Unlike my previous article, I won’t go into nearly as much detail on each individual season in college; instead I'll look at their overall statistics.
Wes Roemer pitched very well in college, showing great control. In 389 innings pitched he struck out 344 while walking only 44 batters with a cumulative ERA of 3.40. If you look at just his overall performance, you'll miss his outstanding 2006 season: 13-2 with 2.38 ERA with a .86 WHIP and 145 strikeouts to just seven walks in a career high 155 innings pitched. He had 3 complete games, two of which were shut outs. He had 9 complete games throughout his collegiate career. It's worth noting his increase in strikeouts per nine innings from 7.10 to 8.42 to 9.38.
Barry Enright had 211 strike outs to 62 walks in 352.2 Inning pitched with an era of 3.44 ERA. If you look at just Enright's overall performance in college, you'll over look the clear improvement that he made each year in ERA, WHIP, Inning pitched, BB:K, K per 9, and BB per 9. His last year in college was outstanding: 12-5 with 1.99 ERA with 91 strike outs to 14 walks with a 1.00 WHIP.
Minor League Statistics
Roemer made his professional debut pitching for rookie ball Yakima in the Northwestern league. Although he only appeared in 8 games and pitched 12 innings, his results were kind of mixed. His strike out to walk ratio was excellent: 18 k's to just 2 walks. He gave up 11 hits, one HR, and 6 earned runs. His ERA was 4.50 with a 1.08 WHIP.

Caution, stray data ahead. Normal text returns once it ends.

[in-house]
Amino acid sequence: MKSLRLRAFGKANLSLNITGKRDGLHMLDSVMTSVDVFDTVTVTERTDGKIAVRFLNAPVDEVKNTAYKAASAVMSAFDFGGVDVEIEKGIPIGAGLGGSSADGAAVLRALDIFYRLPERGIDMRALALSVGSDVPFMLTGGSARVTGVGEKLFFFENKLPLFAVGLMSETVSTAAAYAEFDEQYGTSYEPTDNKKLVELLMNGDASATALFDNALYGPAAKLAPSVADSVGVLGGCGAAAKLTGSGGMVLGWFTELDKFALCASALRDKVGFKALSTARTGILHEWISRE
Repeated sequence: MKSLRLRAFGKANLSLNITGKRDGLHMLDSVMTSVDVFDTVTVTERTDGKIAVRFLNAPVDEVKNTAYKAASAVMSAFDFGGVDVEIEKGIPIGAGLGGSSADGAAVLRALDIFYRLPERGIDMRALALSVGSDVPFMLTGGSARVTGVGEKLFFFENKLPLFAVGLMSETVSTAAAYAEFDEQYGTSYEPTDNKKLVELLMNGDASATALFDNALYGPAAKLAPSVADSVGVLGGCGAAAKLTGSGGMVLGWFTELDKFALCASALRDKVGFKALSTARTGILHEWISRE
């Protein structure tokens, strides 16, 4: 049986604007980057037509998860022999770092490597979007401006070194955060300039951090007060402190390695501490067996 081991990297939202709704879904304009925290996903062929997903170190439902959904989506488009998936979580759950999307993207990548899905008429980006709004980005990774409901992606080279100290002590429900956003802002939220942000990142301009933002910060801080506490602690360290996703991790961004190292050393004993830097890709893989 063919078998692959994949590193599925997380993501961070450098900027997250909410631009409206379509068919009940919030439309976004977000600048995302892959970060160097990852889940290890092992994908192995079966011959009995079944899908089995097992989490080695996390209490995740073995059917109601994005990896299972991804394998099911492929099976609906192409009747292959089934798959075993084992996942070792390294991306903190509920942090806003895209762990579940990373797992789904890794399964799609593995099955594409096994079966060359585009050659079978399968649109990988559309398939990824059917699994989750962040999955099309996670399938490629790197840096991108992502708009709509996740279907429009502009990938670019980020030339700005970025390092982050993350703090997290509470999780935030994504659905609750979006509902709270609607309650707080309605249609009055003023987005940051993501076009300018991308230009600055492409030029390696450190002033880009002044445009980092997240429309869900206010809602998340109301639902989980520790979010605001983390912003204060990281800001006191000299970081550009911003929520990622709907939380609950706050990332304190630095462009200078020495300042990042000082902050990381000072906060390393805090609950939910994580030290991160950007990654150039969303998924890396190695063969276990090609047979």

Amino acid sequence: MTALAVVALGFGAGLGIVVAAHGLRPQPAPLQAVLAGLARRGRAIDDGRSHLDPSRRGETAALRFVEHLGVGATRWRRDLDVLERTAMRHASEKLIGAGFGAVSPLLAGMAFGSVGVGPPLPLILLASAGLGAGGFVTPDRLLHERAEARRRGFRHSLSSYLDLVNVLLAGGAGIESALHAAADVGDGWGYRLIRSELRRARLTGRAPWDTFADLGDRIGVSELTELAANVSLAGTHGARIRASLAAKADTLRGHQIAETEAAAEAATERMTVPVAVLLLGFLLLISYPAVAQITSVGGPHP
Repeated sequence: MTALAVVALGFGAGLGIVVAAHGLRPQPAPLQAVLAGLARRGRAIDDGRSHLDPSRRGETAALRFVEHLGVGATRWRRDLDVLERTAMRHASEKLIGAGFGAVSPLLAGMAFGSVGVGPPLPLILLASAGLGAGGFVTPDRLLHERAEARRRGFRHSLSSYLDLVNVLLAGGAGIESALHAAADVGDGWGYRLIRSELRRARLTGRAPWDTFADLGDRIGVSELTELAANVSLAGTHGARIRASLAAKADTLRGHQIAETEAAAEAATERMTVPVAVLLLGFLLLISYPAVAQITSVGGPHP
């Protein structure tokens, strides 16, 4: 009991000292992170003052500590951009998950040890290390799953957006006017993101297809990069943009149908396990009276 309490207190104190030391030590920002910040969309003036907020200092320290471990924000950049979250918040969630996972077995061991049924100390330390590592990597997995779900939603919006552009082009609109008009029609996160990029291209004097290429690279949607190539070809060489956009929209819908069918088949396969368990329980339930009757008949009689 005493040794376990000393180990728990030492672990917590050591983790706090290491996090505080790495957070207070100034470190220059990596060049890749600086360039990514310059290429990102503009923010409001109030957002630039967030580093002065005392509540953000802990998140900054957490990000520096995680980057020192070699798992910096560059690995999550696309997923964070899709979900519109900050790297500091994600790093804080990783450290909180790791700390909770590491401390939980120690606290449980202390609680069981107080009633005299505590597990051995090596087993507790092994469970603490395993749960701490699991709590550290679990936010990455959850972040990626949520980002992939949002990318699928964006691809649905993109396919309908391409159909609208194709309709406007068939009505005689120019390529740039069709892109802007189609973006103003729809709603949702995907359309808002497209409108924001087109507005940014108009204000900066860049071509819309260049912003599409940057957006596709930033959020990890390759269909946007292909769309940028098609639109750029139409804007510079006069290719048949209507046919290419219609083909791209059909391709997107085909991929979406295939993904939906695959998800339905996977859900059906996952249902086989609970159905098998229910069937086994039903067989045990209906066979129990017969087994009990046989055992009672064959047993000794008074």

Enright made his professional debut with Yakima, pitched eight innings, was promoted to South Bend where he pitched for two innings, and was then promoted again to Visalia where he pitched for 5 innings. Overall he pitched 15 innings, giving up 8 hits, an unearned run, struck out 17 batters while walking 5. His ERA was 0.00, with a .87 WHIP.
This year both players have been assigned to Hi-A Visalia in the California League.
In 121.2 innings pitched, Roemer has a 4.51 ERA, 1.44 WHIP, and has stuck out 87, while walking 28. He's given up 147 hits, 18 HRS, and 64 earned runs. He's also hit 9 batters and uncorked 3 wild pitches.
In 121.1 innings pitched, Enright has a 4.75 ERA, 1.44 WHIP, and has struck out 103 batters while walking 29. He's given up 146 hits, 11 HRS, and 64 earned runs. He's hit 2 batters and uncorked 6 wild pitches.